Russia's president has accused opponents of his US counterpart Donald Trump of harming the US by "inventing stories" about contacts with Russia.
At his annual news conference, Vladimir Putin said contacts between the Trump team and Russian officials before last year's election were normal.
He said the US opposition was not treating those who elected Mr Trump with respect.
The Trump campaign is being investigated for collusion with Russia.
US intelligence agencies have concluded that Moscow tried to sway the presidential election in favour of Mr Trump, but Mr Putin denies the allegations.
"It's all invented by those in opposition to Trump to make his work seem illegitimate," Mr Putin said, when asked about the investigation.
He added that Mr Trump was responsible for some "quite serious achievements" but had not been in a position to improve relations with Russia.
He expressed hope that this would happen, adding that globally "there are many things we can do more effectively".
Also mentioned by Mr Putin:
- North Korea was cited as one possible area of co-operation with the US, but he said some past actions by Washington had provoked North Korea into violating agreements, and all sides needed to calm down. North Korea's pursuit of nuclear weapons technology has led to heavy US-led sanctions against the regime
- He warned that there was a risk of slaughter of pro-Russian separatists in war-torn eastern Ukraine by Ukrainian nationalists, but again denied there were any Russian troops in the region
- He said that Russia and Syria could not alone cope with the refugee crisis resulting from Syria's civil war, but that it needed to be resolved
What about the election?
Earlier Mr Putin addressed the presidential elections, due to be held next year.
He has already said he will stand for a fourth term, but announced that he would stand as an independent candidate rather than from the ruling United Russia party.
What does he think about the opposition?
Asked why he had not faced any effective opponent for the presidency, he said the opposition had to come up with specific proposals to improve people's lives and had so far not done so.
"It's not up to me to nurture competitors," he said. "But… I've been thinking that our political environment must be competitive just like the economic environment.
"I hope this will happen, and the sooner the better."
But he said if his opponents won in the presidential election next March, it would destabilise Russia.
"Do you want attempted coups d'etat?" he asked, in response to a question about the opposition.
Mr Putin did not mention opposition leader Alexei Navalny, who is banned from standing in the elections because of a criminal conviction.
The Council of Europe has condemned the conviction as "arbitrary and unfair".
Election rival asks a question
Another opposition presidential candidate was noticed by the president, however.
Kseniya Sobchak, a celebrity and political talk show host, has announced she will be running against Mr Putin as a "referendum on trust" so that people can vote against him.
She came to the news conference as a journalist for the opposition Dozhd TV and asked Mr Putin about the repression of the opposition, including Mr Navalny, and whether the authorities were afraid of competitors.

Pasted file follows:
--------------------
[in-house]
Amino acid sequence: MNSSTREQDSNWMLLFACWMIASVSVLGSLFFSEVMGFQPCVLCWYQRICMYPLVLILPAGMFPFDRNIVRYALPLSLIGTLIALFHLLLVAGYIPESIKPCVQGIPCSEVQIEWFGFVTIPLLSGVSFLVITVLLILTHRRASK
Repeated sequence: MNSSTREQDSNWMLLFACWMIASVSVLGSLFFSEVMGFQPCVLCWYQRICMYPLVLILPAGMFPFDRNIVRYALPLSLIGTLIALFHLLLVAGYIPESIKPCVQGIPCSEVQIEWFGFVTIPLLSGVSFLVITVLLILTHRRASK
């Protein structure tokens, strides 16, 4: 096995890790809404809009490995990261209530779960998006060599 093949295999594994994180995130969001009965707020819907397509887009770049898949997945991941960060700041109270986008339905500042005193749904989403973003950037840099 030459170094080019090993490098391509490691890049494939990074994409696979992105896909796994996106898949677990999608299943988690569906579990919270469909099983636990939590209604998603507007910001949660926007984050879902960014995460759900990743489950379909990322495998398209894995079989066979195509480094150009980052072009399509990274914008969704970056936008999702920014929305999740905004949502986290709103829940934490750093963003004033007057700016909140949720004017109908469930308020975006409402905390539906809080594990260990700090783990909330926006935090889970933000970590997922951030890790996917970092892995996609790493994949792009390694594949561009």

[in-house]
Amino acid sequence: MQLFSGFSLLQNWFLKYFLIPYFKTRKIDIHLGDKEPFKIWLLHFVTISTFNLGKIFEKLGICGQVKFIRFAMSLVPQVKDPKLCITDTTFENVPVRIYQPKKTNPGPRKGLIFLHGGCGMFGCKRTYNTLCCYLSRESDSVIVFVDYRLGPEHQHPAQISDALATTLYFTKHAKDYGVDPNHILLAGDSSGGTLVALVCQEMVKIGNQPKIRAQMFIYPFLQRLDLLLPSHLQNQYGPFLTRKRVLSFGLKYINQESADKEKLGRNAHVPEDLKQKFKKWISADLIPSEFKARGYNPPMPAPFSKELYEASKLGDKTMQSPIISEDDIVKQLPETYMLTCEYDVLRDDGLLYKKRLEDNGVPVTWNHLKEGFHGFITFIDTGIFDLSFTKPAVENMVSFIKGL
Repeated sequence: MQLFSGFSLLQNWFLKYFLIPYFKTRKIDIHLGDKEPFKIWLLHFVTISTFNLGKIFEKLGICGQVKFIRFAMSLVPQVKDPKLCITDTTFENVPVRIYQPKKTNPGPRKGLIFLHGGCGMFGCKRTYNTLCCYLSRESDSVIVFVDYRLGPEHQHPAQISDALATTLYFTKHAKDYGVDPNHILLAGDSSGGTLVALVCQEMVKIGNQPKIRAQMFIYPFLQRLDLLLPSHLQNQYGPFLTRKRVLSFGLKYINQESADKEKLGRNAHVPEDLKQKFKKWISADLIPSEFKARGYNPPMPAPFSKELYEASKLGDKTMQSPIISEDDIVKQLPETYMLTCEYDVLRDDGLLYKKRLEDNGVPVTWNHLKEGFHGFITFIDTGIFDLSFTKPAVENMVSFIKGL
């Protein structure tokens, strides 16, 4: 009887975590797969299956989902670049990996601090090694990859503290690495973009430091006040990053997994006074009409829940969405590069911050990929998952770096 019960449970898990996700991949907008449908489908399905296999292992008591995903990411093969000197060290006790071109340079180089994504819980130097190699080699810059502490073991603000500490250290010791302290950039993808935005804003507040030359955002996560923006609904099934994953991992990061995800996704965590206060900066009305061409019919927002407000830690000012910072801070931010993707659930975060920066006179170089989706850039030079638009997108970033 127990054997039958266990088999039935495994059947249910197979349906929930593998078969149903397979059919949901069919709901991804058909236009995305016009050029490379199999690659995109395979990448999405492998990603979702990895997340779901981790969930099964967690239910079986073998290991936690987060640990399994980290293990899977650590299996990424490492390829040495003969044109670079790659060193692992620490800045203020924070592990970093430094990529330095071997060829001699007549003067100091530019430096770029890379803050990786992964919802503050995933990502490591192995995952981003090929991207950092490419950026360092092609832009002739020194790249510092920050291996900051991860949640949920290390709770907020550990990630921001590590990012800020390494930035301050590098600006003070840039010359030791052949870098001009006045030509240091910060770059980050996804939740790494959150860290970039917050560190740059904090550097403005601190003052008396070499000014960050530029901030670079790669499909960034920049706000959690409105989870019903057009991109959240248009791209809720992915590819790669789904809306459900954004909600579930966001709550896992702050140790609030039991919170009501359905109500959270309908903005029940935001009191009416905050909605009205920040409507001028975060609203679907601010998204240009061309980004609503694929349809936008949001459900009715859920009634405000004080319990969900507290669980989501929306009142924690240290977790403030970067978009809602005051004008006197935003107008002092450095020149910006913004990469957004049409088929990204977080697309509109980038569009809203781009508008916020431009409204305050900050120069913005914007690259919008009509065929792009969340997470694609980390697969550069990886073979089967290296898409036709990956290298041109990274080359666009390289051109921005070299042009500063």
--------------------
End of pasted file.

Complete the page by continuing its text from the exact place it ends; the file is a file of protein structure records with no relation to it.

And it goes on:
He responded by warning of rabble-rousing politicians destabilising the country, and he cited Ukraine as a country where instability was rife.
"I'm sure that the overwhelming majority of Russians don't want this," he said, adding that he was not afraid of anyone.
Mr Putin is known for his marathon performances at his news conferences, where he frequently uses hard-hitting, colourful language.
The record for a Putin news conference was set in 2008, at four hours 40 minutes.
This year's, which went on for nearly four hours, has also set a record, with 1,640 journalists said to be accredited for the event.
Putin has removed all serious rivals
Analysis: BBC's Steve Rosenberg, Moscow
There was an element of farce to the president's end-of-year media extravaganza.
Reporters shouted from their seats and waved signs to attract his attention and ask him a question.
One man who asked Mr Putin about fish admitted half way through his question that he wasn't a reporter at all, but the head of a fish processing factory who had lied to get in.
At one point, Mr Putin pointed to a sign he thought read Bye Bye Putin. Instead it read Grandfather Putin in the Tatar language.
Russia isn't likely to be saying bye bye to its president any time soon. Mr Putin will run for re-election next March and is expected to win. The system of power he has built in Russia – often referred to as "managed democracy" – has managed to remove all serious rivals
There will be other challengers, among them the liberal TV personality Kseniya Sobchak, who was at the conference. In the increasingly farcical world of Russian politics, Ms Sobchak is widely viewed as a spoiler candidate, hired by the Kremlin to boost the legitimacy of the election and to split the opposition vote.
Vladimir Putin: From spy to president
- Born 7 October 1952 in Leningrad (now St Petersburg)
- Studies law and joins KGB after university
- Serves as a spy in communist East Germany – some ex-KGB comrades later get top state posts in Putin era
- 1990s – top aide to St Petersburg mayor Anatoly Sobchak, who had previously taught him law
- Enters Boris Yeltsin's Kremlin in 1997, made chief of Federal Security Service (the FSB – main successor of the KGB), then prime minister
- New Year's Eve, 1999 – Yeltsin quits and names him acting president
- Easily wins presidential election in March 2000
- Wins a second term in 2004
- Is barred from running for a third successive term by the Russian constitution, but instead becomes prime minister
- Wins a third presidential term in 2012
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